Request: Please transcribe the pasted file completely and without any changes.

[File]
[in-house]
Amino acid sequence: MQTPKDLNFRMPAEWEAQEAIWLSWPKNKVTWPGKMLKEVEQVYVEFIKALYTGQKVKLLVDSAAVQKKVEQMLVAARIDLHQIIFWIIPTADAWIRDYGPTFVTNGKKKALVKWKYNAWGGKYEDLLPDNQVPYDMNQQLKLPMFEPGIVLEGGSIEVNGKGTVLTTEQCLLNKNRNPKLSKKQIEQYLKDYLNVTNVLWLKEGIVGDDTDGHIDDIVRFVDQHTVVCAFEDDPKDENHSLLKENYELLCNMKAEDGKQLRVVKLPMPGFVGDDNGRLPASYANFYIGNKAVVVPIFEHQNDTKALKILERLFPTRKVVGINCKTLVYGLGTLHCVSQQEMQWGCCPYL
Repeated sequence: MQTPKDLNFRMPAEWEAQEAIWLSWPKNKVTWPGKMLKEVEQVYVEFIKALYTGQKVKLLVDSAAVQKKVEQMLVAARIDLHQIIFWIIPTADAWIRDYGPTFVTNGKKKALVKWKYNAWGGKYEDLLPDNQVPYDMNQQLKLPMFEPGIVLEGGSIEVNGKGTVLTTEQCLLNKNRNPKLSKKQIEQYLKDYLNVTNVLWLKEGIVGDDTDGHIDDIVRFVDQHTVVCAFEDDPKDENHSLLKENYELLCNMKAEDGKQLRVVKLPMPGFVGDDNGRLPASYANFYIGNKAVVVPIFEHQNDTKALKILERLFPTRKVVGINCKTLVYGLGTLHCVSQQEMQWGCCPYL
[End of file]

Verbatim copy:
[in-house]
Amino acid sequence: MQTPKDLNFRMPAEWEAQEAIWLSWPKNKVTWPGKMLKEVEQVYVEFIKALYTGQKVKLLVDSAAVQKKVEQMLVAARIDLHQIIFWIIPTADAWIRDYGPTFVTNGKKKALVKWKYNAWGGKYEDLLPDNQVPYDMNQQLKLPMFEPGIVLEGGSIEVNGKGTVLTTEQCLLNKNRNPKLSKKQIEQYLKDYLNVTNVLWLKEGIVGDDTDGHIDDIVRFVDQHTVVCAFEDDPKDENHSLLKENYELLCNMKAEDGKQLRVVKLPMPGFVGDDNGRLPASYANFYIGNKAVVVPIFEHQNDTKALKILERLFPTRKVVGINCKTLVYGLGTLHCVSQQEMQWGCCPYL
Repeated sequence: MQTPKDLNFRMPAEWEAQEAIWLSWPKNKVTWPGKMLKEVEQVYVEFIKALYTGQKVKLLVDSAAVQKKVEQMLVAARIDLHQIIFWIIPTADAWIRDYGPTFVTNGKKKALVKWKYNAWGGKYEDLLPDNQVPYDMNQQLKLPMFEPGIVLEGGSIEVNGKGTVLTTEQCLLNKNRNPKLSKKQIEQYLKDYLNVTNVLWLKEGIVGDDTDGHIDDIVRFVDQHTVVCAFEDDPKDENHSLLKENYELLCNMKAEDGKQLRVVKLPMPGFVGDDNGRLPASYANFYIGNKAVVVPIFEHQNDTKALKILERLFPTRKVVGINCKTLVYGLGTLHCVSQQEMQWGCCPYL